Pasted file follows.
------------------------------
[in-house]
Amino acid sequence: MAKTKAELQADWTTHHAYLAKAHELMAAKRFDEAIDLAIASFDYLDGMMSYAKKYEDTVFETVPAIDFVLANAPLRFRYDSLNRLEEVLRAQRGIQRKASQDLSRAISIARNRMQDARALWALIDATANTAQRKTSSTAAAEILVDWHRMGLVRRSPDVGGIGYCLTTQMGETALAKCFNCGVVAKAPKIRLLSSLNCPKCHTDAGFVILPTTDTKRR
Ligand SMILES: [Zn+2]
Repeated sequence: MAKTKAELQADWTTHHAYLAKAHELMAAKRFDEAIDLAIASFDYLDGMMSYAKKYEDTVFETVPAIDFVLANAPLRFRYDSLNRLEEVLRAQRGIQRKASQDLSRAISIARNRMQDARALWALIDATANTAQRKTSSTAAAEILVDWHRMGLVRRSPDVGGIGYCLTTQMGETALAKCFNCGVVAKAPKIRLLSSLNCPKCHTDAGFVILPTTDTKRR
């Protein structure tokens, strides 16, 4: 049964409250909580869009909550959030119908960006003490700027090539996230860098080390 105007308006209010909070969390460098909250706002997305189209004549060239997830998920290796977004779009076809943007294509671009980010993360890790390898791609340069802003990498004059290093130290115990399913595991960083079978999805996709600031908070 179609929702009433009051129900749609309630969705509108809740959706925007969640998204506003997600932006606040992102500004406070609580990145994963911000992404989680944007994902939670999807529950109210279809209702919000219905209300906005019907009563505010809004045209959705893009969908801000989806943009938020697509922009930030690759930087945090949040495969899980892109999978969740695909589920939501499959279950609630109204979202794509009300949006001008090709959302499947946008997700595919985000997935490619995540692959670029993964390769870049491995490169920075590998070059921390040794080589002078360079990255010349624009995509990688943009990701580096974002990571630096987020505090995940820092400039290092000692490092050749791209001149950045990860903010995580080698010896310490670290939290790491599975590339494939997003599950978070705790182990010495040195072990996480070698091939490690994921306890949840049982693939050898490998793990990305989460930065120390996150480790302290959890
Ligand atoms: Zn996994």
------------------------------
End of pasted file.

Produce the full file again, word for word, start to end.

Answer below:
[in-house]
Amino acid sequence: MAKTKAELQADWTTHHAYLAKAHELMAAKRFDEAIDLAIASFDYLDGMMSYAKKYEDTVFETVPAIDFVLANAPLRFRYDSLNRLEEVLRAQRGIQRKASQDLSRAISIARNRMQDARALWALIDATANTAQRKTSSTAAAEILVDWHRMGLVRRSPDVGGIGYCLTTQMGETALAKCFNCGVVAKAPKIRLLSSLNCPKCHTDAGFVILPTTDTKRR
Ligand SMILES: [Zn+2]
Repeated sequence: MAKTKAELQADWTTHHAYLAKAHELMAAKRFDEAIDLAIASFDYLDGMMSYAKKYEDTVFETVPAIDFVLANAPLRFRYDSLNRLEEVLRAQRGIQRKASQDLSRAISIARNRMQDARALWALIDATANTAQRKTSSTAAAEILVDWHRMGLVRRSPDVGGIGYCLTTQMGETALAKCFNCGVVAKAPKIRLLSSLNCPKCHTDAGFVILPTTDTKRR
């Protein structure tokens, strides 16, 4: 049964409250909580869009909550959030119908960006003490700027090539996230860098080390 105007308006209010909070969390460098909250706002997305189209004549060239997830998920290796977004779009076809943007294509671009980010993360890790390898791609340069802003990498004059290093130290115990399913595991960083079978999805996709600031908070 179609929702009433009051129900749609309630969705509108809740959706925007969640998204506003997600932006606040992102500004406070609580990145994963911000992404989680944007994902939670999807529950109210279809209702919000219905209300906005019907009563505010809004045209959705893009969908801000989806943009938020697509922009930030690759930087945090949040495969899980892109999978969740695909589920939501499959279950609630109204979202794509009300949006001008090709959302499947946008997700595919985000997935490619995540692959670029993964390769870049491995490169920075590998070059921390040794080589002078360079990255010349624009995509990688943009990701580096974002990571630096987020505090995940820092400039290092000692490092050749791209001149950045990860903010995580080698010896310490670290939290790491599975590339494939997003599950978070705790182990010495040195072990996480070698091939490690994921306890949840049982693939050898490998793990990305989460930065120390996150480790302290959890
Ligand atoms: Zn996994």